their treacherous attack in June 1941.
By 1943, wartime experience caused the TsKB
design bureau to re-cast the carrier into
a much larger ship, labeled Project 72. She
would be 812 feet long, comparable to the
American Essex class, and displace
29,000 tons. Like Project 71, she drew heavily
on the German Graf Zeppelin design,
and like the German ship was projected to
carry a very small air group for her size,
60 aircraft. Vice Admiral L.G. Goncharov,
the lead designer, acknowledged the lack of
Soviet experience and suggested that the Americans
be asked to provide an Essex-class
carrier to the Red Navy or, barring that transfer,
allow Soviet officers to serve aboard American
carriers. The Soviets do not appear to have
made either request.
A Soviet aircraft carrier under construction
at Nikolayev, 1983.
Two years later, Goncharovís team
produced a new design based on the incomplete
hull of the battle cruiser Kronstadt,
known as Project 69AV (the battle cruiser
had been Project 69). This big ship would
displace 32,000 tons and carry 76 aircraft.
In all 33 different carrier designs came out
of the design bureau for the 1946 post-war
building program, with Project 69AV the favorite
of Admiral N.G. Kuznetsov.
Stalin at first approved two of the ships,
one to be built at Leningrad from the incomplete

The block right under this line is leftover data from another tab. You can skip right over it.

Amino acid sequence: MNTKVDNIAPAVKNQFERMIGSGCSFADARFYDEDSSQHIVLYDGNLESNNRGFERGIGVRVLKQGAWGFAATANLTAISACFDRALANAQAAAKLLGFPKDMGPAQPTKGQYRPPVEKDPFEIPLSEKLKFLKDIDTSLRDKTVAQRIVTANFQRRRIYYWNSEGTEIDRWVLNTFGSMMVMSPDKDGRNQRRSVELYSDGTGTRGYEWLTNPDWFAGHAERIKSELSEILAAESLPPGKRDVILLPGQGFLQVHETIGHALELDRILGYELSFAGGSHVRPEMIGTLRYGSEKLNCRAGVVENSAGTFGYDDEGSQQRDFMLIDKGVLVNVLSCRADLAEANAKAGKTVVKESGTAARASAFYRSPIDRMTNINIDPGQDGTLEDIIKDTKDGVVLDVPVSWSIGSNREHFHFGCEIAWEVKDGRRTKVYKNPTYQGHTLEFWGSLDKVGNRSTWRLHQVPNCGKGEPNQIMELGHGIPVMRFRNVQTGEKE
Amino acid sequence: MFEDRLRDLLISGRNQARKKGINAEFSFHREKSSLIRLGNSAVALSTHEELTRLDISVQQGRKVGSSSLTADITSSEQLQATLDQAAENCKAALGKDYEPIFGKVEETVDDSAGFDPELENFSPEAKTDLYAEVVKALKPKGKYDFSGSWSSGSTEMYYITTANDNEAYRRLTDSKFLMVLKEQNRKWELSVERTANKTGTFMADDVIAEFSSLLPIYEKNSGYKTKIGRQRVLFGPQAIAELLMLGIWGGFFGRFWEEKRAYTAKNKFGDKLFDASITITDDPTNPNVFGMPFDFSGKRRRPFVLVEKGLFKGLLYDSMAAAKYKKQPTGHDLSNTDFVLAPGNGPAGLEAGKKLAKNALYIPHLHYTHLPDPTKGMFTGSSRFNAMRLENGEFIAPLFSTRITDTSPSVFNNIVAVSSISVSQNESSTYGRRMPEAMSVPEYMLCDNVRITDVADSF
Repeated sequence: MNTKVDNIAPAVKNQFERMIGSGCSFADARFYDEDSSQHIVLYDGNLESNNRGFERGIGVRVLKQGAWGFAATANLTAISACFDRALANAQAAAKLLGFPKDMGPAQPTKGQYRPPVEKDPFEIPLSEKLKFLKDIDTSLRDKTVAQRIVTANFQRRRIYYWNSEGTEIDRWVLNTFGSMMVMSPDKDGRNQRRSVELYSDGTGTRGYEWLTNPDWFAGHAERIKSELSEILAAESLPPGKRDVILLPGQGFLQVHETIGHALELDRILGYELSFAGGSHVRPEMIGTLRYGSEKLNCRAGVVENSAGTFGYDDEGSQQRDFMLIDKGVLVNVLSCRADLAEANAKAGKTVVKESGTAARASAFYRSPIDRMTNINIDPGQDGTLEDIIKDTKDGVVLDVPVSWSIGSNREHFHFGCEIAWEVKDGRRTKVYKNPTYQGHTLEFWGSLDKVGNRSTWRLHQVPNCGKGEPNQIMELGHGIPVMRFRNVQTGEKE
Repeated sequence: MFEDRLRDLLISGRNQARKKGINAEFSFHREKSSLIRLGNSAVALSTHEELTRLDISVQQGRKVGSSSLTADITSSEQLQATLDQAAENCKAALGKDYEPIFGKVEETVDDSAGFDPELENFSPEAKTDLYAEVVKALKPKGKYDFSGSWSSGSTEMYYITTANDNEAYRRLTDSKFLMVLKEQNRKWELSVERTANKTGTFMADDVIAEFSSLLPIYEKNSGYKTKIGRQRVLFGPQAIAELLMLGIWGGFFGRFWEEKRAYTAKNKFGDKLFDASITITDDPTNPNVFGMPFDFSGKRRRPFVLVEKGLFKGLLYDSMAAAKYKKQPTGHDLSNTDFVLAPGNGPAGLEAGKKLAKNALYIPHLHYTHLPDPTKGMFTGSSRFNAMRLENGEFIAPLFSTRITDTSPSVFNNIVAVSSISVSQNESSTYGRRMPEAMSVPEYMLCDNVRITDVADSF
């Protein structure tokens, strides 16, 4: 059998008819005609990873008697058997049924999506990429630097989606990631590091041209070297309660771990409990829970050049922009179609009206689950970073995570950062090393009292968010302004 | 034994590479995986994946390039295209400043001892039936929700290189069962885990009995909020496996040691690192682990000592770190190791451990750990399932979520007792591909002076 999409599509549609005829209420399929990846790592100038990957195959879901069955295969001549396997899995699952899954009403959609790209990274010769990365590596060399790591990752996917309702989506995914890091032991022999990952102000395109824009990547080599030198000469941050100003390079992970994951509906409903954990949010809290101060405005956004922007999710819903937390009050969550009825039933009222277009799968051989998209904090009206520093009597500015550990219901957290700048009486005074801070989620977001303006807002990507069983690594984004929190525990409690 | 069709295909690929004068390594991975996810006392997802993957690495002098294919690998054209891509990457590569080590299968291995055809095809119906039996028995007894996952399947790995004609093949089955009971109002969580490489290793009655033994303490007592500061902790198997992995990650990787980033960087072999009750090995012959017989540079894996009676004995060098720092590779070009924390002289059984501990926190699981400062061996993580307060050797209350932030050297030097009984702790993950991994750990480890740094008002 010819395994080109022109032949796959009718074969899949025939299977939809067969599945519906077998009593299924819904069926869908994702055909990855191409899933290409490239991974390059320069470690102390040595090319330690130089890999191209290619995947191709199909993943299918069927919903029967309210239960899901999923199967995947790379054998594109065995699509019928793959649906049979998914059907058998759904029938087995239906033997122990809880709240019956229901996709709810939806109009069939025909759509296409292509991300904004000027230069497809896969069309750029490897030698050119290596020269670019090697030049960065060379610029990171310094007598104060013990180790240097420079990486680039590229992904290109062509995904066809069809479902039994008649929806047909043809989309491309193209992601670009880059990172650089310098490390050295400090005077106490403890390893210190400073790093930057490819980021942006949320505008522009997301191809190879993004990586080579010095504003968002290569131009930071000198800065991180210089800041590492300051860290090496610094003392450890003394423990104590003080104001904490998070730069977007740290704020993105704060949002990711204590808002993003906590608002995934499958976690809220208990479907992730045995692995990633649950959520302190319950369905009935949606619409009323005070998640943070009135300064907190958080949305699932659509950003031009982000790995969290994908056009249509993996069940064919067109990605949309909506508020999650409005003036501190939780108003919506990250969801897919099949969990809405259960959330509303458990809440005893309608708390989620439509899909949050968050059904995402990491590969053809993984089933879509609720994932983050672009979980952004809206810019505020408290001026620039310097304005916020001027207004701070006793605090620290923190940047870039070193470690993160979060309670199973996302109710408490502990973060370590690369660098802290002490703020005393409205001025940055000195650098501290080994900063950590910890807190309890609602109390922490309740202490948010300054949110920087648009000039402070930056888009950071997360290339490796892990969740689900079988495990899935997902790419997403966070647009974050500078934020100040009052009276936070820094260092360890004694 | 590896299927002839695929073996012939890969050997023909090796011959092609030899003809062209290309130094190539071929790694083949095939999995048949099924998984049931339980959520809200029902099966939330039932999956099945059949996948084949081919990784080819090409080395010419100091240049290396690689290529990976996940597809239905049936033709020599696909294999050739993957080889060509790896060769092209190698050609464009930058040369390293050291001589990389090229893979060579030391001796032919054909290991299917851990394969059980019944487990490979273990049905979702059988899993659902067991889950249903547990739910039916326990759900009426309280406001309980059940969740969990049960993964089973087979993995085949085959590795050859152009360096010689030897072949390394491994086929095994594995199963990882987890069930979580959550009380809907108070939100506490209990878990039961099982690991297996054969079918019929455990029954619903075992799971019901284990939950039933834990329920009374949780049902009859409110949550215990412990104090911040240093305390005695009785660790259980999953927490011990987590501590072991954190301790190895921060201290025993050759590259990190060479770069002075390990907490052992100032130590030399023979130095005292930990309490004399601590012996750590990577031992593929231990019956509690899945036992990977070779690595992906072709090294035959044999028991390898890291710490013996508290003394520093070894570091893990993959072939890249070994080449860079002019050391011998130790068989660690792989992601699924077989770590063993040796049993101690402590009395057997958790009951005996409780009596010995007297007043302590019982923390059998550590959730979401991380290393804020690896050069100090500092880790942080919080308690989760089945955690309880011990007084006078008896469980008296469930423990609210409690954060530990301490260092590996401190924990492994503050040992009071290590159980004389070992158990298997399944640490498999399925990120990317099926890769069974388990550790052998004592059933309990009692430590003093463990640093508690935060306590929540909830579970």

Kronstadt and one at Nikolayev using
materials salvaged from her sister Sevastopol,
wrecked by the Germans. The General Secretary
would later order the Black Sea ship re-cast
as a conventional battle cruiser, while Kronstadt
was scrapped in the 1950s. Completion
of the German Graf Zeppelin, towed
away in 1945, apparently was never seriously
considered and in 1947 she would be sunk as
Graf Zeppelinís hulk in
In Third Reich
we gave the Soviet Navy no aircraft carriers,
but they clearly had the technical ability
and the will to build them, with only a little
outside help. We corrected this somewhat with
a pre-war variant in the Playerís
Guide that swaps an additional SURF
unit and a CV for one 3-5 armor. But realistically,
the Red Navy does not need a deus ex machina
event to bring it a carrier, only a Willing
Disciple of Lenin in turn willing to allocate
BRPs to carriers rather than tanks or aircraft.
Both the 9 SURF and the CV from the Playerís
Guide counter set should be added to the
Soviet Force Pool at the start of 1940.